On September 14, Glenn Broadnax, 35, allegedly jumped in front of cars in New York’s Time Square. He was reportedly disoriented and, according to his counsel, was communicating with dead relatives in his mind. However, two police officials feared that the unarmed Broadnax was reaching for a weapon. They responded with a barrage of gunfire that cut down two bystanders. Now, prosecutors have charged Broadnax with assault for the shootings by the police officers on the theory that “recklessly engaged in conduct which created a grave risk of death.”
The New York police have been previously criticized for the use of lethal force in crowded areas including the prior case where nine innocent people were shoot by New York police. It is a pattern that puts into sharp relief a country like Iceland where officers this week killed the first person in the country’s history in a police raid and only after he wounded two officers.
In this case, the officer fired when Broadnax put his hands in his pocket. Many question that response and the danger created to bystanders. However, police blame Broadnax for their actions. Thus, not only are police not liable or disciplined for the use of force, but they can charge the suspect with their alleged excessive response.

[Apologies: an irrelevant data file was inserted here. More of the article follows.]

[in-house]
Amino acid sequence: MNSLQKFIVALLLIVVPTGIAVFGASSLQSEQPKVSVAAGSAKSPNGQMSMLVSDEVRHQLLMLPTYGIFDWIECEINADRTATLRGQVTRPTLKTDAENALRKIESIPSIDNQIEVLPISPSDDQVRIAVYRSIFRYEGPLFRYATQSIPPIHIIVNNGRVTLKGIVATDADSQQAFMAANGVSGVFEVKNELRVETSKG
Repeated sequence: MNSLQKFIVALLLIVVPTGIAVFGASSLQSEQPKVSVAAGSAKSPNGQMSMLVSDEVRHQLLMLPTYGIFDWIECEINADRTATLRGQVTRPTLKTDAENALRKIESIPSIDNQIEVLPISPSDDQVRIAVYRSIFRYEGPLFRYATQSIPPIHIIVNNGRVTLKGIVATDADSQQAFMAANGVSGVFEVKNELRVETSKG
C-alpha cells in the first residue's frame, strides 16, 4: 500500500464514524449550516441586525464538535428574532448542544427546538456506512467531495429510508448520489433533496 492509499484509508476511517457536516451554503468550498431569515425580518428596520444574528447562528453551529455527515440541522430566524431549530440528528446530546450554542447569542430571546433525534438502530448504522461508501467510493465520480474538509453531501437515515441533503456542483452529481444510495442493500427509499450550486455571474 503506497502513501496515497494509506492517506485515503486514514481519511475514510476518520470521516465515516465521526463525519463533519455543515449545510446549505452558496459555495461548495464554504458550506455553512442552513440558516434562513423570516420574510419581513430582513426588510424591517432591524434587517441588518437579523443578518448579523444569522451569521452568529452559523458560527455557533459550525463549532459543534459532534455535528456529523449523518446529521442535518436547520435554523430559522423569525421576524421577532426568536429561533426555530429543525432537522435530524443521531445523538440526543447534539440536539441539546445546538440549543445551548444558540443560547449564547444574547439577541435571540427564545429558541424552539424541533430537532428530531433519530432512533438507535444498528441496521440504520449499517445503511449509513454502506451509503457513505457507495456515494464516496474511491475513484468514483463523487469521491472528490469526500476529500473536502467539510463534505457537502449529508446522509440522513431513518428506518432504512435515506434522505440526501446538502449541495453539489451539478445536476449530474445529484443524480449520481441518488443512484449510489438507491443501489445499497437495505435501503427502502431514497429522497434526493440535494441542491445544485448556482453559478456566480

Broadnax was never hit. Instead, the officers hit two women standing nearby. He was brought down with a taser.
Notably, Broadnax was arrested on misdemeanor charges of menacing, drug possession and resisting arrest. However, because the police responded to an unarmed man with lethal force, he is facing a felony carrying a maximum sentence of 25 years as part of a nine-count indictment.
Counsel for one of the victims Sahar Khoshakhlagh has gone public to denounce the charge and say that it is the officers who should be criminally charged and that this is an abuse of prosecutorial discretion [in] prosecuting a man who didn’t even injure my client . . . It’s the police who injured my client.”
The video below shows how crowded the area was when officers fired their shots. The charges in my view are excessive in these circumstances and raise serious implications in future cases of abusive conduct. It is true that criminal law has allowed for defendants to bear the consequences of their crimes where they lead to injuries or deaths, particularly in felony murder cases where you do not have to actually pull the trigger to be held for the fatalities. However, this was an unarmed man with police acting in a way that was highly questionable. Rather than recognize the disconnect between the man conduct and the police response, prosecutors appear to want to establish that it was his fault and not the police for the shootings.
What do you think?
Source: New York Times